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Avoiding Creative Isolation

All of us are feeling a little isolated, even those who thrive on being alone. Creative people are often a combination of introvert and extrovert. They express emotions and thoughts in their art but are still conversational and draw zest from others. For an artist, painting, sculpting, or designing is simply a way of releasing dreams, energy, and passion. However, without human interaction, creativity is stifled.

Inside this article we will go over:

  • Ways To Get Your Art On
  • Organization
  • Getting Out Of Your Head
  • What Now?

Ways To Get Your Art On

Working from home has its advantages. There are no interruptions (unless you have kids at home), and the quiet allows focusing and concentrating. However, it can also distract and leave you feeling alone. Interacting with others will enable us to get outside ourselves and motivates us.

While few of us knew about Zoom meetings before this year, most of us are now champions at it. Between meetings with co-workers and clients, this video conferencing platform provides much needed face to face contact. A Zoom meeting with a friend, co-worker, or fellow artist may get those creative juices flowing if you crave some inspiration.

Behance, DeviantArt, Dayflash, Art Station, Dribble, and a plethora of other art related platforms are available to search, connect, and stimulate your imagination. But don’t limit yourself to these. Reading a book, watching a movie, listening to music, and getting outside in nature are all channels for new ideas.

Also, try something outside your comfort zone. If you usually paint, try drawing or writing. The object is to choose different mediums to spark your imagination into overdrive.

We live in an amazing world where we can communicate with people globally. Take advantage of this beautiful gift as people of various color, race, gender, sexual orientation, religion, and abilities all have something to bring to the table. Getting perspective from someone different than you is an extraordinary resource for artists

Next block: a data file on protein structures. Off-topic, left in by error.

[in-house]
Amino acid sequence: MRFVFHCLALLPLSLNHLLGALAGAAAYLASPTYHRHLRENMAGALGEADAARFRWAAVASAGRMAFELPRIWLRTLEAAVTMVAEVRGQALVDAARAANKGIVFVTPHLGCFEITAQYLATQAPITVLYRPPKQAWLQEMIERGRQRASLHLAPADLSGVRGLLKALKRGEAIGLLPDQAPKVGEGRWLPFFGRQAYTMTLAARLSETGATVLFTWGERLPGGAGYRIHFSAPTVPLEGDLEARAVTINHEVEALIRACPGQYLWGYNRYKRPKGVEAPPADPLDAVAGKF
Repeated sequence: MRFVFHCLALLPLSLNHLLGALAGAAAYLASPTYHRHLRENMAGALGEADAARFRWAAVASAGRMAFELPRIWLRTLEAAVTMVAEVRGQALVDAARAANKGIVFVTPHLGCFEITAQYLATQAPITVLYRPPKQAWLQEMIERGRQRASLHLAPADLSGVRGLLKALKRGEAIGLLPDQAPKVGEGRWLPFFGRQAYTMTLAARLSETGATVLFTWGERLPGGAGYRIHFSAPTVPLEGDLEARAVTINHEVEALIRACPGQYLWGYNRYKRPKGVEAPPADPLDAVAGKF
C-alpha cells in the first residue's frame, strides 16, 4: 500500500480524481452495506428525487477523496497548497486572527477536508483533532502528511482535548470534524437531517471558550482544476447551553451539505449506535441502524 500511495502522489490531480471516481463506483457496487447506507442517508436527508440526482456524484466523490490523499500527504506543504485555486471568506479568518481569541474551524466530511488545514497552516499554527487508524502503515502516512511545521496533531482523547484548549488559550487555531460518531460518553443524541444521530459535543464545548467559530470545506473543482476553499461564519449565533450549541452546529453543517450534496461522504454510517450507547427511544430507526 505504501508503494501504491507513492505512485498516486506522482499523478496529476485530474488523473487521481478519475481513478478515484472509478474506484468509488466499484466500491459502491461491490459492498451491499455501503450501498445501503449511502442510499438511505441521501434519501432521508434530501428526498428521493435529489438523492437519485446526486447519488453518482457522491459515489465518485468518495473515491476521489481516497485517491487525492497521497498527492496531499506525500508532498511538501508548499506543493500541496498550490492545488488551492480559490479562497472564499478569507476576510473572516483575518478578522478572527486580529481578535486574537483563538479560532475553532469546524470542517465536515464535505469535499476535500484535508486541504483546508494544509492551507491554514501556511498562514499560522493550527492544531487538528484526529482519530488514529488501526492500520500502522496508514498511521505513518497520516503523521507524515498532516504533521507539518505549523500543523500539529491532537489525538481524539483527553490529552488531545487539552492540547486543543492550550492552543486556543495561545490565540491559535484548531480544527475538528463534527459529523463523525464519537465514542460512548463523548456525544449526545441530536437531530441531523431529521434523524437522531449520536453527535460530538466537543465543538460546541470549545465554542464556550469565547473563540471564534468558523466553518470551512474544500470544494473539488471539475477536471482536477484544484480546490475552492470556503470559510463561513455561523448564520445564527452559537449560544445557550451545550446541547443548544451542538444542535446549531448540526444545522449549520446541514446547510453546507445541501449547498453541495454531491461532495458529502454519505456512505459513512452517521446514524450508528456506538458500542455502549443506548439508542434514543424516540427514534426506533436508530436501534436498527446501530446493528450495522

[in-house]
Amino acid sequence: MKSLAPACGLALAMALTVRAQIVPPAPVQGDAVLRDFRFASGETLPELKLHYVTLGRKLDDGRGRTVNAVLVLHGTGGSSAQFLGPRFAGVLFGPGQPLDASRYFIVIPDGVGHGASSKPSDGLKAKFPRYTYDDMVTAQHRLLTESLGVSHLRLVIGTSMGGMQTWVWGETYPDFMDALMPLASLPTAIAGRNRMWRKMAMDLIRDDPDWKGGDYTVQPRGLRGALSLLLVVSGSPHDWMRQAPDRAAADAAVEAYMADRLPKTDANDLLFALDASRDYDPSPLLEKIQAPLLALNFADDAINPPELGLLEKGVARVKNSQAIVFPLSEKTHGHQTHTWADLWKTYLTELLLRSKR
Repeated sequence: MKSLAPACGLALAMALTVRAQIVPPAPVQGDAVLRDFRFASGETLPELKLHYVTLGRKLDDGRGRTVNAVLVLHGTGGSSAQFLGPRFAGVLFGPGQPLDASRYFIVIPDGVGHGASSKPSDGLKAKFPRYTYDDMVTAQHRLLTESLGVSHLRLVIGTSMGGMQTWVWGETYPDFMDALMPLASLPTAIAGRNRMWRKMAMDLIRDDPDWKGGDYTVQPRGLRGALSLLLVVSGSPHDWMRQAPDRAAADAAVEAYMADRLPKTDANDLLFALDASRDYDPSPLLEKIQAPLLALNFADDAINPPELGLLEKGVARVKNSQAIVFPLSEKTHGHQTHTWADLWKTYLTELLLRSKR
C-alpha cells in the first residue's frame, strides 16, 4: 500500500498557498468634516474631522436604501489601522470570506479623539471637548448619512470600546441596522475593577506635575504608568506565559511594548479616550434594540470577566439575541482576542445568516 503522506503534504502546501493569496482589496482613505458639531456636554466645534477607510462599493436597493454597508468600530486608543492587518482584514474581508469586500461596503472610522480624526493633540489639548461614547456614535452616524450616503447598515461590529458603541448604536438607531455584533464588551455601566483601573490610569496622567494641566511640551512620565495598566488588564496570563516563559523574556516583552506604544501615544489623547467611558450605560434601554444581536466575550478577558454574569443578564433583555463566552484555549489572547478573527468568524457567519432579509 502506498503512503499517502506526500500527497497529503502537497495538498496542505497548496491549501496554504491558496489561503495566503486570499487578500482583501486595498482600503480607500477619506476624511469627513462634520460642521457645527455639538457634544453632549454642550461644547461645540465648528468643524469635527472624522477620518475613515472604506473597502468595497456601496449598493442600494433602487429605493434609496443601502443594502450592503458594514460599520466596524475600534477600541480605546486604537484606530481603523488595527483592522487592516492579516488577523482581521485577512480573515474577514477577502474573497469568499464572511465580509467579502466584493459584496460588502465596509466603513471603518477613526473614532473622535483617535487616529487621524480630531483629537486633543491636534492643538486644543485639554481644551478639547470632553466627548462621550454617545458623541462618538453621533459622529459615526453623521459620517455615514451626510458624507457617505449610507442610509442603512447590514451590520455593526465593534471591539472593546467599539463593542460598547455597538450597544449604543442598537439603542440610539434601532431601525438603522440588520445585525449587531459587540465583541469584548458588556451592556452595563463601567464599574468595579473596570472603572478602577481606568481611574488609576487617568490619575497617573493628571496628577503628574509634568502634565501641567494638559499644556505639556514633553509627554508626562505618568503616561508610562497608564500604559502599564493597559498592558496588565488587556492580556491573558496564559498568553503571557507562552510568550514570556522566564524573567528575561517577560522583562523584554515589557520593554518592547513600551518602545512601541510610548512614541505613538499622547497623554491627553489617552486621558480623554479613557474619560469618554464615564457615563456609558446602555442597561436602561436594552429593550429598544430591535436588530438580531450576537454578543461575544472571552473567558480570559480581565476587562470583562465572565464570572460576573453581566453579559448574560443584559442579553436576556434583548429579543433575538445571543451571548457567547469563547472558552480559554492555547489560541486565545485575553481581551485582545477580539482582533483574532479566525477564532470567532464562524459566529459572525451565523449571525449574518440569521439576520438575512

With no real start and stop times, the flexibility of being at home can result in losing a schedule. The best way to keep focused on your craft is to set aside time every day to work on it. It is tempting to end up doing chores or scrolling on Instagram, but you can waste a whole day doing these things, leaving your creativity in the wind. Using a whiteboard or your choice of writing method, make out a schedule that includes an hour or more just for vision.

Setting up a designated place to create is also a practical tool to get you going. There is nothing more inviting than a drafting desk complete with brushes, pencils, and paper for painting, drawing, and designing or a comfy chair where you can sit and write. Placing your creative space near a window with a nice view presents the perfect space for brainstorming.

Getting Out Of Your Head

As the days go by and isolation seems to be a part of life, negativity can set in. Being proactive should include taking walks to clear your thoughts, doing brainstorming sessions or venting about the situation with your tribe, and learning new skills.

Volunteering to help a small business with remote tasks like designing a logo, flyers, brochures, or a website is a fantastic outlet for stomping out negative thoughts. Community work such as painting a sign for the local farmer’s market or helping build sets for a high school play takes your mind off of yourself and onto others.

Another catalyst for inducing creativity is to work on multiple projects at once. If you become ‘stuck’ on one project, switching to another project may be just the thing you need to get going again. Conversely, changing your activities by going to new, unexplored places may bring you home with more innovative thinking.

What Now?

All of these are insightful goals when united together as a plan of action to avoid creative isolation. The point is to keep your eyes on the prize, using this time wisely and not losing your love for creativity. Humans need relationships, and this pandemic has affected that essential part of who we are.

The key is to reach out to others and our world to make sure the beauty of art and creativity continues from generation to generation locally and globally


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